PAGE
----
Doing so is as wise as trusting your Pitbull with your two-year-old...Businesses are putting their very existence in the hands of techies unqualified to tread the minefield of legal issues which are now as much a part of information security as technology.
That is the most alarming finding of a LogicaCMG-commissioned survey which found that 71 per cent of companies rely on the IT department to implement security policies.
But before you flame us, it's important to acknowledge this isn't an attack on the already overworked IT department but more a case of highlighting the problems businesses have in understanding the multi-faceted issue of security and the role it plays in the bigger picture of corporate governance.
Would you trust your lawyers with patching your network? Of course you wouldn't, so why are techies being charged with getting their heads around the complex legal and personnel issues associated with security policy-making and the implications of getting this vital process wrong?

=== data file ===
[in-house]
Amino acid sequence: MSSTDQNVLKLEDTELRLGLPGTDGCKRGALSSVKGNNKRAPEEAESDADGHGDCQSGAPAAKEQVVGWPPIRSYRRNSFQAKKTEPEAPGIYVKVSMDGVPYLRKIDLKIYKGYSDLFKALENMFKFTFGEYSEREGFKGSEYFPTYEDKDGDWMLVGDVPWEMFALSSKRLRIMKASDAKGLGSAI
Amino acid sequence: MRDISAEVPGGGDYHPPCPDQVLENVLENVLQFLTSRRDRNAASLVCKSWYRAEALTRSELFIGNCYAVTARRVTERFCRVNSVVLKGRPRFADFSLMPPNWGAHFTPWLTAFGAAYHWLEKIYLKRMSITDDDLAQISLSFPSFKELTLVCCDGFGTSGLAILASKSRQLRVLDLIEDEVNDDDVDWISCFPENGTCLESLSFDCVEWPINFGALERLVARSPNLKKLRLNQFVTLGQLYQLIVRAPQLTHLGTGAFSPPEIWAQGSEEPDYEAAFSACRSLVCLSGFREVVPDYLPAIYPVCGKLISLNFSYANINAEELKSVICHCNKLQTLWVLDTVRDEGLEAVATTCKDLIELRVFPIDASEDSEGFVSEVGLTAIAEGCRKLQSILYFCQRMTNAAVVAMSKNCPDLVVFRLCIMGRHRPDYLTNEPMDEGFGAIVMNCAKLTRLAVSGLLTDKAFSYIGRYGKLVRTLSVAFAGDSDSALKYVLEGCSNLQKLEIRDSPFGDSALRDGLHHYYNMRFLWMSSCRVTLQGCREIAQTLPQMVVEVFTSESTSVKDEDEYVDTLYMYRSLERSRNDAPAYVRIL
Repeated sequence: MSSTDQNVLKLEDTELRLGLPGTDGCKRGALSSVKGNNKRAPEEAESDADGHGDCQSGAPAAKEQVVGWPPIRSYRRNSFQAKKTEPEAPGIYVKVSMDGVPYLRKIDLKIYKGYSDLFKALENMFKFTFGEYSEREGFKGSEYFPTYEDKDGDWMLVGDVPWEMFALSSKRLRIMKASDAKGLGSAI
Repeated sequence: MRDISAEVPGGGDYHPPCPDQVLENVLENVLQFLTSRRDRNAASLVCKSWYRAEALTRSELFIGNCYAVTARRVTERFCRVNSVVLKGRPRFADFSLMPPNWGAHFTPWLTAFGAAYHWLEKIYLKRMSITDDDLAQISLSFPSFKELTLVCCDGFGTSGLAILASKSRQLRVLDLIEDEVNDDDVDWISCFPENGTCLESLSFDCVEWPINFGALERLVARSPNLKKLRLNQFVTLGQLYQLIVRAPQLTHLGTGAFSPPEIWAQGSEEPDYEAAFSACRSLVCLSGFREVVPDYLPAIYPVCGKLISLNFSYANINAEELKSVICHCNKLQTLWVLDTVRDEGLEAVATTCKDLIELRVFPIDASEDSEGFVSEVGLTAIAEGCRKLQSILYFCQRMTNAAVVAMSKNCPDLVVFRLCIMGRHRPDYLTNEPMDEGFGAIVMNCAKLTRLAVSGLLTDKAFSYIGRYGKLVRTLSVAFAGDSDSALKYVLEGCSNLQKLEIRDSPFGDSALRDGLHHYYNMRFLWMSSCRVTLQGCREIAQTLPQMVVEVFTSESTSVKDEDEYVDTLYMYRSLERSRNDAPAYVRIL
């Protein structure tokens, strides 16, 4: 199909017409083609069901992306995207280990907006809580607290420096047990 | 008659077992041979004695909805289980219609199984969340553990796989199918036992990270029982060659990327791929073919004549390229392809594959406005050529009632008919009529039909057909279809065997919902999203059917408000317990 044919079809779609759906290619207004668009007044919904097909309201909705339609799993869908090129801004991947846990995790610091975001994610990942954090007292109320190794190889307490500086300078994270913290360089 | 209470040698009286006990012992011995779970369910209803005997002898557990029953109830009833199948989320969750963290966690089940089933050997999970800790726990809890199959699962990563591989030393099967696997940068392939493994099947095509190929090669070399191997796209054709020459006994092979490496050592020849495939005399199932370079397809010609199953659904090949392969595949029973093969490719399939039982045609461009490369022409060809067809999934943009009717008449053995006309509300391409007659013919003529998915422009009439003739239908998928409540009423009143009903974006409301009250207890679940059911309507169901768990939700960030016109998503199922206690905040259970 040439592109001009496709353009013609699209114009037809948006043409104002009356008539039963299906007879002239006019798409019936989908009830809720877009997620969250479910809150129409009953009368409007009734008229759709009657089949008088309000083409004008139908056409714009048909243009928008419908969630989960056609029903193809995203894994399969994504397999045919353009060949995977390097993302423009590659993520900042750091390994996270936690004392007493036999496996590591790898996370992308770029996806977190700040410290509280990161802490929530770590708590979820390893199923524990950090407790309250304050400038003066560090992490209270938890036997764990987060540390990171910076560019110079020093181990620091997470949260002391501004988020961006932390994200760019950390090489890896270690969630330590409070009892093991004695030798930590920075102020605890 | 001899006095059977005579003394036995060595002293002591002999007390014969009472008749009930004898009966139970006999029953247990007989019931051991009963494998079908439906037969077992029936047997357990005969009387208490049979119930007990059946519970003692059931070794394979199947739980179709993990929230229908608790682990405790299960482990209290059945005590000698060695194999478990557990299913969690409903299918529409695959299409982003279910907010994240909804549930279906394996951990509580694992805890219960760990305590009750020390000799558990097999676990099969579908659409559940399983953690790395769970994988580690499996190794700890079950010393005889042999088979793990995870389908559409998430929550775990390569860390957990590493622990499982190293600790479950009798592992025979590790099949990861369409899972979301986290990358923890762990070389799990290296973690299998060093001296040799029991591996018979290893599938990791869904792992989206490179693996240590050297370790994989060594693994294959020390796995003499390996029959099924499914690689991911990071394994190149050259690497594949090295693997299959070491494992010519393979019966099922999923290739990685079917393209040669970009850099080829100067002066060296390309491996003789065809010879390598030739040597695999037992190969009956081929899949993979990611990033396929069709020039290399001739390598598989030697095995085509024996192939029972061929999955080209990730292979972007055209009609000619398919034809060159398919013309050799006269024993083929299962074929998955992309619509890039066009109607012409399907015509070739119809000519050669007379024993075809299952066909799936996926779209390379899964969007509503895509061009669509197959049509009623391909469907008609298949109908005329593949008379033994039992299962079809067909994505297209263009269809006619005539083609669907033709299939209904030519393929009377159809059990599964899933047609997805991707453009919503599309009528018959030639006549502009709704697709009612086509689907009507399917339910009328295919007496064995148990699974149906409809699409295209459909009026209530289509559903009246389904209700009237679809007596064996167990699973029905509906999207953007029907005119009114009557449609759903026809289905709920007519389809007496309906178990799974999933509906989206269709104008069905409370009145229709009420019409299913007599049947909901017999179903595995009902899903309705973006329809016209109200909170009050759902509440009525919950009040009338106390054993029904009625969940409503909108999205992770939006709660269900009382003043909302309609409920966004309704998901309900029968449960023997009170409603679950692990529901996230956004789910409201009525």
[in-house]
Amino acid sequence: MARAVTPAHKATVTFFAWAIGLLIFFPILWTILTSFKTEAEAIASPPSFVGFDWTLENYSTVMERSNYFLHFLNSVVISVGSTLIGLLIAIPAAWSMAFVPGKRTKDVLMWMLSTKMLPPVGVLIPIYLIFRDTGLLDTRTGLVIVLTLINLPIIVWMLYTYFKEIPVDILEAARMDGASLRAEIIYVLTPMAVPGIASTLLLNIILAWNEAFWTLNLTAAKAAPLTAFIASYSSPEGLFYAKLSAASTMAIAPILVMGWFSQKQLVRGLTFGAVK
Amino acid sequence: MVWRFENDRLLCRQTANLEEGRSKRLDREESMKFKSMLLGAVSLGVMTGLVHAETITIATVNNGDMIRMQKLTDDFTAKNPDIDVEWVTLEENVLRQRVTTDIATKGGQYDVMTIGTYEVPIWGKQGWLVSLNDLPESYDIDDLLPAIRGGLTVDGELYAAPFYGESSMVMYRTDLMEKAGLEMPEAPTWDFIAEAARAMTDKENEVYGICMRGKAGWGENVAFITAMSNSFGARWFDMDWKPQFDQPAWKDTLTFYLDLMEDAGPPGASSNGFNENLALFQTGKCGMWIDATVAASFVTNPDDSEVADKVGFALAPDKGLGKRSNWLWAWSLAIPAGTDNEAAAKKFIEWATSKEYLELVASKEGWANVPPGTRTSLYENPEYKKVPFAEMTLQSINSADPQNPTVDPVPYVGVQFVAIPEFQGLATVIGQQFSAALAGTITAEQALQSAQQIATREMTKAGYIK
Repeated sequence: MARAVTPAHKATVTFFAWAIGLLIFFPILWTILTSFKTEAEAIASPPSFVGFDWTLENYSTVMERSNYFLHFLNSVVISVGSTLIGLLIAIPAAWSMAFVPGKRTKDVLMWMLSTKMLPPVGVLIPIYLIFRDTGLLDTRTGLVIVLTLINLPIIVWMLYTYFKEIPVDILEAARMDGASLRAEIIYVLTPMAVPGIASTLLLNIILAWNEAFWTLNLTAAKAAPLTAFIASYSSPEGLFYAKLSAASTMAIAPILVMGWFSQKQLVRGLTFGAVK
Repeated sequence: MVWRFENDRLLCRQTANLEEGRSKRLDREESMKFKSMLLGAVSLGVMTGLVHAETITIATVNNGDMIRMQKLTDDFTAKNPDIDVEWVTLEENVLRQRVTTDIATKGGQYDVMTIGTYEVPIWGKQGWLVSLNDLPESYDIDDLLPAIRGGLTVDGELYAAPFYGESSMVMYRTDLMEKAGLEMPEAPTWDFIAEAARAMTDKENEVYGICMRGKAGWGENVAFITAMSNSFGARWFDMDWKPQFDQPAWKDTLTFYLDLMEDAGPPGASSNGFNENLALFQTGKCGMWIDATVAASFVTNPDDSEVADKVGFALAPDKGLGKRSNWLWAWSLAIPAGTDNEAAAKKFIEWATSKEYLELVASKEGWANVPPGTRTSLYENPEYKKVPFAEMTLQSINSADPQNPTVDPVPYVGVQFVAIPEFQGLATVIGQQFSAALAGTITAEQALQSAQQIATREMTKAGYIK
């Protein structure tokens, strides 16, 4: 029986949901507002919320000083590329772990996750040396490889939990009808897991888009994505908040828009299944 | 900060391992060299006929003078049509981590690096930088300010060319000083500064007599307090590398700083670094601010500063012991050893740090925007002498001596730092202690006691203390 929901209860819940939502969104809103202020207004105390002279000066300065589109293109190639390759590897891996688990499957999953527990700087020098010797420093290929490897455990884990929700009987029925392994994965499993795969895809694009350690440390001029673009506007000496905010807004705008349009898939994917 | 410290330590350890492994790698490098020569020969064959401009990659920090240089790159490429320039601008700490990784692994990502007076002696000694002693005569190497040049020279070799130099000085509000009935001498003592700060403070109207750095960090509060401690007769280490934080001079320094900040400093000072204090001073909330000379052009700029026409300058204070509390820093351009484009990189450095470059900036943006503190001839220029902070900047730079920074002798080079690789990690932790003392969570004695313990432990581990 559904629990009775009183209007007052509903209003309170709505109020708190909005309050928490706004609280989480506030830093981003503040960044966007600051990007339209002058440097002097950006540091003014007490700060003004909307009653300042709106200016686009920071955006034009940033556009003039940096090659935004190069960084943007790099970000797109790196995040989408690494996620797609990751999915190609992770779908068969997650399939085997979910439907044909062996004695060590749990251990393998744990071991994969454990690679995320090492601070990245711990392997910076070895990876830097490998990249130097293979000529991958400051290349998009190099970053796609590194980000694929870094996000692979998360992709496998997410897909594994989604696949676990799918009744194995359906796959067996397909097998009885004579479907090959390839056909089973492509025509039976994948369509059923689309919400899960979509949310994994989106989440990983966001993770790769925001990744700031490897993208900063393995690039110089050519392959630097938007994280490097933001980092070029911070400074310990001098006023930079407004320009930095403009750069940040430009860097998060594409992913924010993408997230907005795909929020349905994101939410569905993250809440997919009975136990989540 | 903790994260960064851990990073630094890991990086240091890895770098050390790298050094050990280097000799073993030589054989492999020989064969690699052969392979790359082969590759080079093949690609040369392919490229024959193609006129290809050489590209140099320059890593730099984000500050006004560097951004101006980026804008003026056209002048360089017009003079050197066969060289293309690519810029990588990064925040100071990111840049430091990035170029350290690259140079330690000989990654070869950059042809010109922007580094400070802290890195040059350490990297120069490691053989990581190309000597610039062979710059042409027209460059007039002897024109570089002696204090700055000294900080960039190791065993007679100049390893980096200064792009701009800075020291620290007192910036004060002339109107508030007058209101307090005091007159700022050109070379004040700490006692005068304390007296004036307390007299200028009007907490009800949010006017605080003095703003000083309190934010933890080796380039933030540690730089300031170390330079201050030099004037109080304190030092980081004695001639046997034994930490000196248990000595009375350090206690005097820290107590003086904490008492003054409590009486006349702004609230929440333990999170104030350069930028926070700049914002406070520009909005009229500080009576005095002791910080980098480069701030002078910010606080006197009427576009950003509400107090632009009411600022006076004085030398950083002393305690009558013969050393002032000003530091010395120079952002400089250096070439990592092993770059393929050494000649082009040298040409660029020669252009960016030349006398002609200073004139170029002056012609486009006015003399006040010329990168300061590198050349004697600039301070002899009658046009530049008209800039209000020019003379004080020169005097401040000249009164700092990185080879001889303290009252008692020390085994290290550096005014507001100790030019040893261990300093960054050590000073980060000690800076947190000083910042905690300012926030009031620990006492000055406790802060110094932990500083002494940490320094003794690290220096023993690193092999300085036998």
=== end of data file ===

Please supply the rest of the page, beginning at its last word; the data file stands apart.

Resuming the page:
In truth the issue is as much the role of HR and legal departments. Granted, security involves procuring technology, integrating, managing and testing it - and those are all jobs for the tech team. But technology in isolation is not a security threat. It only becomes a threat once people start using it... and techies aren't generally 'people' people. Nor should they be.
Educating staff, drafting corporate policy and ensuring governance and compliance issues are met should not be on the 'to do' list of any techie. Such a strategy will fail and when it does it will be the wrong people who take the blame.
Security does not begin and end at the server room door. The sooner that fact is realised and acted upon the sooner companies will be closer to protecting themselves and their businesses.